The US military captured no prisoners on one particular raid in Balad, but instead captured the heartbreak of al-Qaeda in Iraq. The leader of the group had left behind a diary he kept through October, and the November push as part of the surge had overrun his position. The emir bitterly recounted the disintegration of his unit and the manner in which the Iraqi people had turned against them:
On Nov. 3, U.S. soldiers raided a safe house of the insurgent group al-Qaeda in Iraq near the northern city of Balad. Not a single combatant was captured, but inside the house they found something valuable: a diary and will written in neat Arabic script.
“I am Abu Tariq, Emir of al-Layin and al-Mashadah Sector,” it began.
Over 16 pages, the al-Qaeda in Iraq leader detailed the organization’s demise in his sector. He once had 600 men, but now his force was down to 20 or fewer, he wrote. They had lost weapons and allies. Abu Tariq focused his anger in particular on the Sunni fighters and tribesmen who have turned against al-Qaeda in Iraq and joined the U.S.-backed Sunni Sahwa, or “Awakening,” forces.
“We were mistreated, cheated and betrayed by some of our brothers,” Abu Tariq wrote. “We must not have mercy on those traitors until they come back to the right side or get eliminated completely in order to achieve victory at the end.”
The diary gave military intelligence quite a clear look at AQI — its finances, its interactions with allies, and its collapse in the face of American and Iraqi aggressiveness. They earned money by purchasing and stealing cars and trucks and selling them later. AQI must have conducted some of these transactions on credit, because Tariq complains about uncollected debts. He gives inventories of weapons and the people who hold them, and notes one person with over 2000 rockets who suddenly refused to let AQI have them back.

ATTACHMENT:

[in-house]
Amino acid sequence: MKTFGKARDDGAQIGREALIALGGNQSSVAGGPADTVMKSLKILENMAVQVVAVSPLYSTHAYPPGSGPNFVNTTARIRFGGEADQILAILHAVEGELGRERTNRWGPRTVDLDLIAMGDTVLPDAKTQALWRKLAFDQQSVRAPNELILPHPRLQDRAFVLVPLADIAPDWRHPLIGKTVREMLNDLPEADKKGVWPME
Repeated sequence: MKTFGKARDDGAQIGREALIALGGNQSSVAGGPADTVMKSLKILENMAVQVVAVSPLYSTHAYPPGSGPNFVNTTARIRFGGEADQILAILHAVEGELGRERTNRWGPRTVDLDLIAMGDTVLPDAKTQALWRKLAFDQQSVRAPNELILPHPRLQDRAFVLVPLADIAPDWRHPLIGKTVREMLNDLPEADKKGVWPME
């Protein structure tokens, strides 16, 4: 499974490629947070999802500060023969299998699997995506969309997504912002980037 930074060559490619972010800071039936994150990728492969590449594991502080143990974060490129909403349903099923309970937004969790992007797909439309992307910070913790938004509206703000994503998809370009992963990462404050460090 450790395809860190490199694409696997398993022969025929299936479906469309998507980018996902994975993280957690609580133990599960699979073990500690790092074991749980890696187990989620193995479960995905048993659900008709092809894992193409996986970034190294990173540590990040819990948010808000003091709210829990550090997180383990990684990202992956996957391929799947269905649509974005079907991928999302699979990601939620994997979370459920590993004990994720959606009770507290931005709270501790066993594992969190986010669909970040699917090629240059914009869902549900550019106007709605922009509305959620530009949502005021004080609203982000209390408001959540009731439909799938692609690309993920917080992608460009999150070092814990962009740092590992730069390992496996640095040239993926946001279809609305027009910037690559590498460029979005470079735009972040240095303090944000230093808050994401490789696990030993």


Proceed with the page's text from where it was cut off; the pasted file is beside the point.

Most helpfully, Tariq listed all of the people collaborating with AQI and the identities of the AQI terrorists themselves. Among them are tribal leaders in the Balad area, which might have prompted some of these leaders to either make peace quickly with the US and Iraqi forces or find somewhere else to live even more quickly. Tariq also named those who had “betrayed” AQI,and exhorted his remaining forces to show no mercy towards them.
Desertions became a theme towards the end of the diary. In the end, he listed 38 people still on his muster list, but noted that a number of them had not been seen in days. He lost 95% of his original number before taking a powder himself, in too much of a rush to grab the diary with all of the critical information within it. In the end, Tariq proved himself the greatest traitor of all, betraying himself and what was left of his terrorist cell.
AQI is on the run. They are collapsing, and the momentum belongs to the US and Iraq. AQI certainly sees it that way. (via Michael Yon)